Josh Castilleja, an intern with Tempe, Ariz.'s traffic engineering division, learns  the basics on the job. Photo: City  of Tempe.
Josh Castilleja, an intern with Tempe, Ariz.'s traffic engineering division, learns the basics on the job. Photo: City of Tempe.

Here's a riddle for you: What doesn't cost much, is young and energetic, motivated to learn, and can strengthen your team? Give up? It's an intern!

Some may feel an internship program is a waste of time and drains on current staff resources. It's actually just the opposite. Though staff will need to spend time mentoring and training an intern, which takes both time and resources, the return on investment is so high that it can't be described in simple numbers.

According to Camille Luckenbaugh, research director for the Bethlehem, Pa.-based National Association of Colleges and Employers (NACE), the No. 1 reason employers have an intern program is to boost their recruiting efforts.

“Our 2006 Experiential Education Survey shows that three-quarters—76%—of employers say their primary motivation for internships and co-ops is to feed into their recruiting program,” she says.

The same motivation applies to public works. For example, Newport News, Va., filled two vacancies last summer with former interns. These full-time employees, who will celebrate their one-year anniversaries shortly, filled vacant equipment operator and concrete maintenance crew positions.

Join The Academy

Newport News is planning for the future in a big way. It is among a group of nine cities (geographically close) that pays into the “Public Works Academy.”

The program evolved through the local chapter of the American Public Works Association and has been in place for five years. The 44 high school students currently enrolled are prepared with on-the-job-training in vocational roles. Each city feeds both money and technical experts, who volunteer on city time, into the training program, which can be separate from the student's curriculum or part of their regular vocational classes.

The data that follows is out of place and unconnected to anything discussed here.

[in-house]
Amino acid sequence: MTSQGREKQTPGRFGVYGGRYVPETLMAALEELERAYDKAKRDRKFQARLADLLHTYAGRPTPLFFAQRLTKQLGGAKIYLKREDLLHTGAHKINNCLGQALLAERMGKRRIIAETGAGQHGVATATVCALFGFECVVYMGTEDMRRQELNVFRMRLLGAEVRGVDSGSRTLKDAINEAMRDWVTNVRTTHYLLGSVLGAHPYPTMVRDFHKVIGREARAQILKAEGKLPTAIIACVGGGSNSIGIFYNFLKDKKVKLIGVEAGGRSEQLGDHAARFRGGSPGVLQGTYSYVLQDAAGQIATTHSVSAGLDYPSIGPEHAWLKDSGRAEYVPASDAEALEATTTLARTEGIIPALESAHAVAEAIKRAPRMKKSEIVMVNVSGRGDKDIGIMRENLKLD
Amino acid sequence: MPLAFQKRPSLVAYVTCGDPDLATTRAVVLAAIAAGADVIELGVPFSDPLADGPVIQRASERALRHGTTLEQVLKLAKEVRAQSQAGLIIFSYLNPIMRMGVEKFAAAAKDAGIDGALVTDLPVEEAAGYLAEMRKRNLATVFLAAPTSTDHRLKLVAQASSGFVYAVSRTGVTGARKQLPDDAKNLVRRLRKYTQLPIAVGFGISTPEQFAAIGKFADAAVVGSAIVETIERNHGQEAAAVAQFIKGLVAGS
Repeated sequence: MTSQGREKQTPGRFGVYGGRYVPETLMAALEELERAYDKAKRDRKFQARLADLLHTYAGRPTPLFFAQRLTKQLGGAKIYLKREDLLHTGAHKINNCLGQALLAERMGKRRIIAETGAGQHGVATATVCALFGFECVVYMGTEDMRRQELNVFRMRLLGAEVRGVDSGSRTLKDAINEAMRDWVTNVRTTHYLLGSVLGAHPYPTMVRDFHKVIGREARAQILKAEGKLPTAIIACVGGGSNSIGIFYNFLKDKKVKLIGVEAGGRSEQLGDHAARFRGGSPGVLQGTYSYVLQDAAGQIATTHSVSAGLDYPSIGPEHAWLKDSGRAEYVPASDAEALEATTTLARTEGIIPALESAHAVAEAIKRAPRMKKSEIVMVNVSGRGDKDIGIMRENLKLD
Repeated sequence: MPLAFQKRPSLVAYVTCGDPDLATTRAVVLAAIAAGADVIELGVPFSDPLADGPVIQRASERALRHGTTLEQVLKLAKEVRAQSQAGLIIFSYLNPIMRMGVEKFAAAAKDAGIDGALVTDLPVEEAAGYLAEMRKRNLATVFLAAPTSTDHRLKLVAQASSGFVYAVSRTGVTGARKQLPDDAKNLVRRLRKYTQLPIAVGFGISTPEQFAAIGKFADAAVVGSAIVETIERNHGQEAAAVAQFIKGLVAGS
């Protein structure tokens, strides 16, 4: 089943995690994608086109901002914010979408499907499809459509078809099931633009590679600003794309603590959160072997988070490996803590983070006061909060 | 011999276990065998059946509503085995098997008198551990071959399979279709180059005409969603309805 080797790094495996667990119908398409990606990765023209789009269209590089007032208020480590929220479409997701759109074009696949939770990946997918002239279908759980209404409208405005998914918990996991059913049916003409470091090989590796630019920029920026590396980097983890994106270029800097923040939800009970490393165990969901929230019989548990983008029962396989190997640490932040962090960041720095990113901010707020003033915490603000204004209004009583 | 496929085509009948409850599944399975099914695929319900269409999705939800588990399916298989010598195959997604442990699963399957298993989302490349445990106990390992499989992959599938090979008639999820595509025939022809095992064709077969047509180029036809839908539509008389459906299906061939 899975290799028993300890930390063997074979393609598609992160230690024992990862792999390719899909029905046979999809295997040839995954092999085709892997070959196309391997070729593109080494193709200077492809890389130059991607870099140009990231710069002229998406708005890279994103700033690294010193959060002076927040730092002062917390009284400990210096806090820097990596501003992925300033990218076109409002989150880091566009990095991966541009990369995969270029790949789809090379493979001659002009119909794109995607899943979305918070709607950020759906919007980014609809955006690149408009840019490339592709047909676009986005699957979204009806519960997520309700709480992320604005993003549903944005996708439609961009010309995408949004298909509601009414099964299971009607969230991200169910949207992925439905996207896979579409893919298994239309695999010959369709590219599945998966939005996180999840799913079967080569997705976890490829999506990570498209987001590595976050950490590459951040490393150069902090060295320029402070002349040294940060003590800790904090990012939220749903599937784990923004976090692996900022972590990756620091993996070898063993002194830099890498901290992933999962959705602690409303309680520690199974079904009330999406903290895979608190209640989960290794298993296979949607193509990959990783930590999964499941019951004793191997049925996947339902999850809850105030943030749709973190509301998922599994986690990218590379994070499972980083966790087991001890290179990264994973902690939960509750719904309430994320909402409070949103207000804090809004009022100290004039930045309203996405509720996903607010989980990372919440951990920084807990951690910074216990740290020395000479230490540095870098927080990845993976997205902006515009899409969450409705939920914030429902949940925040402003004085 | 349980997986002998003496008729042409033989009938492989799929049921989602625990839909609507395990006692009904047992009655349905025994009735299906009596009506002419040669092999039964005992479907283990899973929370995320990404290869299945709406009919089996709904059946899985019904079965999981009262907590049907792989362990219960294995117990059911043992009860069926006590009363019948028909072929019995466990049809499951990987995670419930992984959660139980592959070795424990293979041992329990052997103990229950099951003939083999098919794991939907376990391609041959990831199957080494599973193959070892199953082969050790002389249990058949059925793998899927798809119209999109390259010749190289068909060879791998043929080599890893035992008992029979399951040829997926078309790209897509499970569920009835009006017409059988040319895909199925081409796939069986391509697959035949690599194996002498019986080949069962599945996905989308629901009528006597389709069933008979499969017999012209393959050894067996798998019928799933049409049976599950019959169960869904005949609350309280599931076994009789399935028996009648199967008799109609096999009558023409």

Annual membership in the academy is based on a fee structure using the city's population. Cities with a population of less than 50,000 pay $500; 50,000–150,000 pay $1000; 150,000–250,000 pay $2000; 250,000–350,000 pay $3000; 350,000–450,000 pay $4000; and 450,000–550,000 pay $5000. Regional utilities, such as a sewer authority, pay $2000 for membership. Newport News, with a population of about 180,000, pays $2000.

This two-year program aims to promote the “trades” in this area known as Hampton Roads. The academy places half its students in full-time public works jobs after high school.

Students' duties range from pavement management to utility locators to landscape crews. “It's construction work. We don't want to sugar-coat it,” says 17-year veteran Ralph Caldwell, Newport News's streets division administrator.